Reference Upper-Air Observations for Climate: Rationale, Progress, and Plans

Reference Upper-Air Observations for Climate: Rationale, Progress, and Plans While the global upper-air observing network has provided useful observations for operational weather forecasting for decades, its measurements lack the accuracy and long-term continuity needed for understanding climate change. Consequently, the scientific community faces uncertainty on key climate issues, such as the nature of temperature trends in the troposphere and stratosphere; the climatology, radiative effects, and hydrological role of water vapor in the upper troposphere and stratosphere; and the vertical profile of changes in atmospheric ozone, aerosols, and other trace constituents. Radiosonde data provide adequate vertical resolution to address these issues, but they have questionable accuracy and time-varying biases due to changing instrumentation and techniques. Although satellite systems provide global coverage, their vertical resolution is sometimes inadequate and they require independent reference observations for sensor and data product validation, and for merging observations from different platforms into homogeneous climate records. To address these shortcomings, and to ensure that future climate records will be more useful than the records to date, the Global Climate Observing System (GCOS) program is initiating a GCOS Reference Upper-Air Network (GRUAN) to provide high-quality observations using specialized radiosondes and complementary remote sensing profiling instrumentation that can be used for validation. This paper outlines the scientific rationale for GRUAN, its role in the Global Earth Observation System of Systems, network requirements and likely instrumentation, management structure, current status, and future plans. It also illustrates the value of prototype reference upper-air observations in constructing climate records and their potential contribution to the Global Space-Based Inter-Calibration System. We invite constructive feedback on the GRUAN concept and the engagement of the scientific community. http://www.deepdyve.com/assets/images/DeepDyve-Logo-lg.png Bulletin of the American Meteorological Society American Meteorological Society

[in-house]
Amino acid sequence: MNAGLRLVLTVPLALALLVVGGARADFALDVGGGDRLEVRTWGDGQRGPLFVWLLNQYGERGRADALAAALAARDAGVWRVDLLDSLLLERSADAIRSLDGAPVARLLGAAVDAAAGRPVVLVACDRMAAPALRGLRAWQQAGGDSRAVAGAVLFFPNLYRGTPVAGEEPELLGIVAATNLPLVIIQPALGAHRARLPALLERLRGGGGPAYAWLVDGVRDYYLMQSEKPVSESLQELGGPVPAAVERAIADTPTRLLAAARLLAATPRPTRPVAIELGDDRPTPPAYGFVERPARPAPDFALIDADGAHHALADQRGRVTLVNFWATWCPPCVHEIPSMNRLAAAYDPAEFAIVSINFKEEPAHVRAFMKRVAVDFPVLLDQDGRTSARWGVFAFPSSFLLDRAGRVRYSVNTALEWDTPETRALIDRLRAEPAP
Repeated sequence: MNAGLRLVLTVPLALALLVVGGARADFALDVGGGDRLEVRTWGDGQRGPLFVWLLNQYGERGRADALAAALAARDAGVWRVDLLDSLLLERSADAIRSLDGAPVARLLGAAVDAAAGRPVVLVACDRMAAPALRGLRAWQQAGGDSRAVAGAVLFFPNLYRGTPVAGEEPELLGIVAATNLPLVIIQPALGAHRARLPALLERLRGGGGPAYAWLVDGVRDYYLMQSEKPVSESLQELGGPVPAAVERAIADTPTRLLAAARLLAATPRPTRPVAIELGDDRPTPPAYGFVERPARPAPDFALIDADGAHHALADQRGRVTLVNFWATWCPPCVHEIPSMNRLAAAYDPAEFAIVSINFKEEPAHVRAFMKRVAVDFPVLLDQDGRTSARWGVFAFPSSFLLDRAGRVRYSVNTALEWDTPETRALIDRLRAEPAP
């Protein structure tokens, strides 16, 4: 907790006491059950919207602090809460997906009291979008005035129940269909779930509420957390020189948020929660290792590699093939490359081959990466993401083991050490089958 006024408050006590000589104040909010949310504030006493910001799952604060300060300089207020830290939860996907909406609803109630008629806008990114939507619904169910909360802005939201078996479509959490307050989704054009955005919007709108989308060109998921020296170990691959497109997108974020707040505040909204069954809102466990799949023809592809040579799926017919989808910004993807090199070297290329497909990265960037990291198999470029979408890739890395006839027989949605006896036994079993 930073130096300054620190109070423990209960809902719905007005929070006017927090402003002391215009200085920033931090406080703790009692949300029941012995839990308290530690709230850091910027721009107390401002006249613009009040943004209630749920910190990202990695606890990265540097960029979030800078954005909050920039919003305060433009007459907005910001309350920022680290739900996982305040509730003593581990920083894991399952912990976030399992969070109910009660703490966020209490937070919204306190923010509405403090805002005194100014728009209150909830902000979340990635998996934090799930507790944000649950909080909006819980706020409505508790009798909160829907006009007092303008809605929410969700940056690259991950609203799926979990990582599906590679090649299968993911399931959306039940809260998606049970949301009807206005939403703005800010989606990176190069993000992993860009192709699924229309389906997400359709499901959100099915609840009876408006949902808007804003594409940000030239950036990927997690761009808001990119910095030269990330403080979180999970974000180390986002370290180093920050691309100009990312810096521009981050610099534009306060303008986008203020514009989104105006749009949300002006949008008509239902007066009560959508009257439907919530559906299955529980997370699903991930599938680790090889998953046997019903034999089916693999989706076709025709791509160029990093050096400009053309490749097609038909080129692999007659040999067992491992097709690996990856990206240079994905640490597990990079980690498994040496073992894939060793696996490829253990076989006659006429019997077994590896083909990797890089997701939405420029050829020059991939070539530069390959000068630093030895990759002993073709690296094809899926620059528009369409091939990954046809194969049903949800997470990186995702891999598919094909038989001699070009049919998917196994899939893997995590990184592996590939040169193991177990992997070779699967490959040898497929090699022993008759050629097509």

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Publisher
American Meteorological Society
Copyright
Copyright © American Meteorological Society
ISSN
1520-0477
D.O.I.
10.1175/2008BAMS2540.1
Publisher site
See Article on Publisher Site

Abstract

While the global upper-air observing network has provided useful observations for operational weather forecasting for decades, its measurements lack the accuracy and long-term continuity needed for understanding climate change. Consequently, the scientific community faces uncertainty on key climate issues, such as the nature of temperature trends in the troposphere and stratosphere; the climatology, radiative effects, and hydrological role of water vapor in the upper troposphere and stratosphere; and the vertical profile of changes in atmospheric ozone, aerosols, and other trace constituents. Radiosonde data provide adequate vertical resolution to address these issues, but they have questionable accuracy and time-varying biases due to changing instrumentation and techniques. Although satellite systems provide global coverage, their vertical resolution is sometimes inadequate and they require independent reference observations for sensor and data product validation, and for merging observations from different platforms into homogeneous climate records. To address these shortcomings, and to ensure that future climate records will be more useful than the records to date, the Global Climate Observing System (GCOS) program is initiating a GCOS Reference Upper-Air Network (GRUAN) to provide high-quality observations using specialized radiosondes and complementary remote sensing profiling instrumentation that can be used for validation. This paper outlines the scientific rationale for GRUAN, its role in the Global Earth Observation System of Systems, network requirements and likely instrumentation, management structure, current status, and future plans. It also illustrates the value of prototype reference upper-air observations in constructing climate records and their potential contribution to the Global Space-Based Inter-Calibration System. We invite constructive feedback on the GRUAN concept and the engagement of the scientific community.

Journal

Bulletin of the American Meteorological SocietyAmerican Meteorological Society

Published: Mar 30, 2009

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